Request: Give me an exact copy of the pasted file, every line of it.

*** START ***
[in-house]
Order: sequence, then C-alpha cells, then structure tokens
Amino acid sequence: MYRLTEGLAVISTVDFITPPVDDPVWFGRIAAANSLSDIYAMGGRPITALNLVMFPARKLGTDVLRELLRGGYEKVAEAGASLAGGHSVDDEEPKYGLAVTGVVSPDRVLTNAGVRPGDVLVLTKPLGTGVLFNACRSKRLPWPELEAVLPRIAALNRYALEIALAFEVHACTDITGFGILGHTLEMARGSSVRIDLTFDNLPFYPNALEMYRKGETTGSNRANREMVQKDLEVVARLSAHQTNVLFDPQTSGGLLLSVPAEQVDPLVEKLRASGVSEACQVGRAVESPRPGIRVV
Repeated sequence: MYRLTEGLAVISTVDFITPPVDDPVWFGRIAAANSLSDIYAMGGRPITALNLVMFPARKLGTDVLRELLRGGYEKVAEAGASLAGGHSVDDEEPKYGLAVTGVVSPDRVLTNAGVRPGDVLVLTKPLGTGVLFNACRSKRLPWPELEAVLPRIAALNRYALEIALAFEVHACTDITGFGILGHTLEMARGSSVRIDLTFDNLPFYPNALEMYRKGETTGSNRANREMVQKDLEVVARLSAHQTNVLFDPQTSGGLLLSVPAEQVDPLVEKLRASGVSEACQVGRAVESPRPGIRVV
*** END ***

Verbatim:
[in-house]
Order: sequence, then C-alpha cells, then structure tokens
Amino acid sequence: MYRLTEGLAVISTVDFITPPVDDPVWFGRIAAANSLSDIYAMGGRPITALNLVMFPARKLGTDVLRELLRGGYEKVAEAGASLAGGHSVDDEEPKYGLAVTGVVSPDRVLTNAGVRPGDVLVLTKPLGTGVLFNACRSKRLPWPELEAVLPRIAALNRYALEIALAFEVHACTDITGFGILGHTLEMARGSSVRIDLTFDNLPFYPNALEMYRKGETTGSNRANREMVQKDLEVVARLSAHQTNVLFDPQTSGGLLLSVPAEQVDPLVEKLRASGVSEACQVGRAVESPRPGIRVV
Repeated sequence: MYRLTEGLAVISTVDFITPPVDDPVWFGRIAAANSLSDIYAMGGRPITALNLVMFPARKLGTDVLRELLRGGYEKVAEAGASLAGGHSVDDEEPKYGLAVTGVVSPDRVLTNAGVRPGDVLVLTKPLGTGVLFNACRSKRLPWPELEAVLPRIAALNRYALEIALAFEVHACTDITGFGILGHTLEMARGSSVRIDLTFDNLPFYPNALEMYRKGETTGSNRANREMVQKDLEVVARLSAHQTNVLFDPQTSGGLLLSVPAEQVDPLVEKLRASGVSEACQVGRAVESPRPGIRVV